• ingwe - Thursday, March 16, 2023 - link

    To some extent I agree. But we also saw "good enough" performance allow for different form factors. I'm thinking of smartphones, tablets, but also hybrids (thinking of the surface that I daily drive). So while high performance desktop power has increased, it feels like power consumption has decreased (or at least efficiency has increased--thinking of race to idle).
  • mode_13h - Friday, March 17, 2023 - link

    The "race to idle" hypothesis is a fallacy. Chips & Cheese looked at the Joules consumed during completion of two workload classes, across multiple different types of cores and clock speeds.

    The faster cores nearly always used more power, except when the E-cores were at the edge of their operating window. And, except for a couple slight bumps, all cores used more power to complete the workload faster. The other exception to that was at the very bottom of the frequency range, where it seems you need to run fast enough to overcome what are probably some fixed overheads.

    I think the "race to idle" notion probably dates back to an era when CPUs weren't nearly as good at power-scaling.
  • Zoolook - Friday, March 17, 2023 - link

    It only shows it's a hit and miss on Alder Lake, which was their first beta of the new architecture, it's been shown to be true on other architectures.
  • mode_13h - Friday, March 17, 2023 - link

    No, look more closely. It's a bit confusing because the article contains a mix of different metrics - both performance and energy. The "race to idle" question is addressed by the energy graphs, so make sure you're looking at the plots labeling the Y-axis is in Joules.

    Now that we're looking at the right plots, you can see that not only are the Gracemont and Golden Cove cores benchmarked, but also Skylake, and two different incarnations of Zen 2. In every case, we see higher clockspeeds consistently resulting in consuming more energy to complete the workload, with one notable exception.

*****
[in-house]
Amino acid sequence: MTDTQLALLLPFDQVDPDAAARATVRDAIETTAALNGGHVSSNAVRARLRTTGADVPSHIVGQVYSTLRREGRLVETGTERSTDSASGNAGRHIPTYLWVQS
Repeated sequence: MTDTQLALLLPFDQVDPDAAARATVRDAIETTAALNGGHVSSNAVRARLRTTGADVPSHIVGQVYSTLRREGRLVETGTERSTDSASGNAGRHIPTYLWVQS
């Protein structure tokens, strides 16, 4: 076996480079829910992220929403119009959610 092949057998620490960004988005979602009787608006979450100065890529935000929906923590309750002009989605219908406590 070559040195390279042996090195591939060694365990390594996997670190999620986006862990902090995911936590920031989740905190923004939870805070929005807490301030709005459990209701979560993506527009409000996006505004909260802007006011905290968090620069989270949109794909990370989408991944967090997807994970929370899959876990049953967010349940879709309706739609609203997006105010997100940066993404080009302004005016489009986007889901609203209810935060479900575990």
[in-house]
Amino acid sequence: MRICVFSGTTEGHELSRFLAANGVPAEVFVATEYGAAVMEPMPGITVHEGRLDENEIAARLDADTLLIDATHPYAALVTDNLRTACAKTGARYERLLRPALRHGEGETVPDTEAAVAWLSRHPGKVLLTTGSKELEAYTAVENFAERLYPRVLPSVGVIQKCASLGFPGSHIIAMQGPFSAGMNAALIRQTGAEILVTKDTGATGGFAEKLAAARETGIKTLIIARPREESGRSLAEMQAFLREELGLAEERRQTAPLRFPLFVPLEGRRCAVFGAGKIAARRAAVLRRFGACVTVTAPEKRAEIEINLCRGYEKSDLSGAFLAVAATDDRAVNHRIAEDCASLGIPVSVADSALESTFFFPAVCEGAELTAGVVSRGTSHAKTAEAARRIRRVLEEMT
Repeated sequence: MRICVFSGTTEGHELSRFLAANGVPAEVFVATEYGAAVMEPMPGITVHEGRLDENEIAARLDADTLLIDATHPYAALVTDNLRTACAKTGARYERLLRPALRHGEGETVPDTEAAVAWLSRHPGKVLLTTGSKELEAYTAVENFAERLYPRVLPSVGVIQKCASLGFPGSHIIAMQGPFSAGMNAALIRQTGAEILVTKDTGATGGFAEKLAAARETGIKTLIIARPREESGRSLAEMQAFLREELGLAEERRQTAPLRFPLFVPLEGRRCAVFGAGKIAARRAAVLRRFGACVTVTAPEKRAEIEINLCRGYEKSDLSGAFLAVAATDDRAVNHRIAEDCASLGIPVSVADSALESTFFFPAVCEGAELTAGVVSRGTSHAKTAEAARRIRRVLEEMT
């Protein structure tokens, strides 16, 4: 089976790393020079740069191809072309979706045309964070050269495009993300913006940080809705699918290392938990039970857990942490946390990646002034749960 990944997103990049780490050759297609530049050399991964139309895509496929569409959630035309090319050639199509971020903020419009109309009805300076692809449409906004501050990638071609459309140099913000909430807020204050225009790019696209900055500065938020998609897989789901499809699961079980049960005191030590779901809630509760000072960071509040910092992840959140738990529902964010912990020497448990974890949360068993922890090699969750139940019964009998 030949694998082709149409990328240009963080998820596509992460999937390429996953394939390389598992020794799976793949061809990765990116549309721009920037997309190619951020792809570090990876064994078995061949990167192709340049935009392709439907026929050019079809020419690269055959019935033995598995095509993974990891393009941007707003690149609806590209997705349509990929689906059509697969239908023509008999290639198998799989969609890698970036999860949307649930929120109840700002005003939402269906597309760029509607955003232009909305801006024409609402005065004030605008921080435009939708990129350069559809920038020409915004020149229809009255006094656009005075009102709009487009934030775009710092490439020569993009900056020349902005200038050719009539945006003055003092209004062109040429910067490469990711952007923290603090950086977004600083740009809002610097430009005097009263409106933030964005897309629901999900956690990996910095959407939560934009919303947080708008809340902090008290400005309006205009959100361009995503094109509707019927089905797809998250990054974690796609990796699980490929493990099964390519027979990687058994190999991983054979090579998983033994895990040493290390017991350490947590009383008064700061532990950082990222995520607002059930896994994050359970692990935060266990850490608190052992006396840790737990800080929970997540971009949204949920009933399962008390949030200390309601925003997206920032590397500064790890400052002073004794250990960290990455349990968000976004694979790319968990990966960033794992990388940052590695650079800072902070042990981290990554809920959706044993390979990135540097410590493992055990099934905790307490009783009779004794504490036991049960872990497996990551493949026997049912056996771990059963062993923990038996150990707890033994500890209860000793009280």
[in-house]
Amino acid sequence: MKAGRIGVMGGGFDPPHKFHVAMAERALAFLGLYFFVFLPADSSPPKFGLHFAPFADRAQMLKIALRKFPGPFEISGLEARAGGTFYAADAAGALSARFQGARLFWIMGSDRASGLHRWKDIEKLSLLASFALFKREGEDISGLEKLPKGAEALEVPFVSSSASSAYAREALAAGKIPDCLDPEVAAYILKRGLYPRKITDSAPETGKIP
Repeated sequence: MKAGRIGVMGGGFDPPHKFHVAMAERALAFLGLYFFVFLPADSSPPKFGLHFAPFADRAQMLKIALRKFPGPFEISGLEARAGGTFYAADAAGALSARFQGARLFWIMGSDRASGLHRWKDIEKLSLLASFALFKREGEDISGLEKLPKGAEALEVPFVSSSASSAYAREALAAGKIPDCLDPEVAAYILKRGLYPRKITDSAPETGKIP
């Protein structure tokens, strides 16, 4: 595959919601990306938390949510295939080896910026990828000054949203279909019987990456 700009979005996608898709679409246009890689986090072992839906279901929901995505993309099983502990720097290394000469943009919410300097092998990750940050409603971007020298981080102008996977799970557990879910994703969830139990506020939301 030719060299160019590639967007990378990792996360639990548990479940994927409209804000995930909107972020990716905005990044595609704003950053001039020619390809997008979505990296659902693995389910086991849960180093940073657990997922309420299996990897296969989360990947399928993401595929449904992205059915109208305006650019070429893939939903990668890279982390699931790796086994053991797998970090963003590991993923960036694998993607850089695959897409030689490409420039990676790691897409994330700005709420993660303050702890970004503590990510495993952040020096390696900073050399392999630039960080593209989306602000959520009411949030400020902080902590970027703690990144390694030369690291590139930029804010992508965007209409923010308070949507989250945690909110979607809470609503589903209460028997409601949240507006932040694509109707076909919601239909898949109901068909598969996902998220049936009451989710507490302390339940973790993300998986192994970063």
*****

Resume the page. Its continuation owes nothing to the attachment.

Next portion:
The notable exception is the chiplet-based of Zen 2 CPU, which has a very slightly negative slope before it turns sharply upward. Because the monolithic Zen 2 APU doesn't exhibit the same properties, we can say this is more likely an artifact of the chiplet implementation than anything about the Zen 2 microarchitecture.

    Let's put the shoe on the other foot: how about you show us a modern CPU where "race to idle" *does* apply. I doubt you can.
  • mode_13h - Friday, March 17, 2023 - link

    > Haven't we been having "hotter and louder chips

    For about a decade, Intel's CPUs had pretty monotonic generational decreases in TDPs. Once Zen launched, Intel reversed course and each new generation has been at least as hot as the one prior.

    If dies become smaller and more expensive, that only increases the incentives to juice them harder. Even "efficiency" cores will tend to be optimized more for area-efficiency than power-efficiency
  • Threska - Thursday, March 16, 2023 - link

    Only those on the left side of the demand curve aka latest and greatest. For everyone else there's enough in the pipeline, new and used to keep people happy.
  • mode_13h - Friday, March 17, 2023 - link

    It seems to me that *everything* will get more expensive. The cutting-edge is the most affected, but even mid-range, trailing-edge, and the used market won't be unaffected.
  • AnnonymousCoward - Monday, March 27, 2023 - link

    Let's all ignore the multiple trillions of dollars the Democrats pumped into the economy including handing out thousands of dollars to most Americans in early 2021! The effects this would have were obvious at the time (especially if you listen to Ben Shapiro's podcast!). And here we are 2 years later, and articles just point to Russia and supply chains.